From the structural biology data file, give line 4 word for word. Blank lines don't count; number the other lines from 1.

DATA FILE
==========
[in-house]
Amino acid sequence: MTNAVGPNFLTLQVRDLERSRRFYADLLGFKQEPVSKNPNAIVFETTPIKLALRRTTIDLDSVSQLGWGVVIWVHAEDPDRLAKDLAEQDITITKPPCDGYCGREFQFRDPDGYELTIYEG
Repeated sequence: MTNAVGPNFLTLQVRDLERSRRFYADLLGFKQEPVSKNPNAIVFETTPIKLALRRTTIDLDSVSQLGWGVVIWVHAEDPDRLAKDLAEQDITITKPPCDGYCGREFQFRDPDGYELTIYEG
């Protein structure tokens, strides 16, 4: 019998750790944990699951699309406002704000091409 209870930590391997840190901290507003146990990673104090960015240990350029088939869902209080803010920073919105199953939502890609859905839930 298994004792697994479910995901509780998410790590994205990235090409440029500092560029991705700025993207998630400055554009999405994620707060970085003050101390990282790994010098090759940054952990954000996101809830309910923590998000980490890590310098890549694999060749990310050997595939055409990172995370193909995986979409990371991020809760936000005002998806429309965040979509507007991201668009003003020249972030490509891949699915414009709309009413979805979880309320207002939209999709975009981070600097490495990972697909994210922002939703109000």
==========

């Protein structure tokens, strides 16, 4: 019998750790944990699951699309406002704000091409 209870930590391997840190901290507003146990990673104090960015240990350029088939869902209080803010920073919105199953939502890609859905839930 298994004792697994479910995901509780998410790590994205990235090409440029500092560029991705700025993207998630400055554009999405994620707060970085003050101390990282790994010098090759940054952990954000996101809830309910923590998000980490890590310098890549694999060749990310050997595939055409990172995370193909995986979409990371991020809760936000005002998806429309965040979509507007991201668009003003020249972030490509891949699915414009709309009413979805979880309320207002939209999709975009981070600097490495990972697909994210922002939703109000």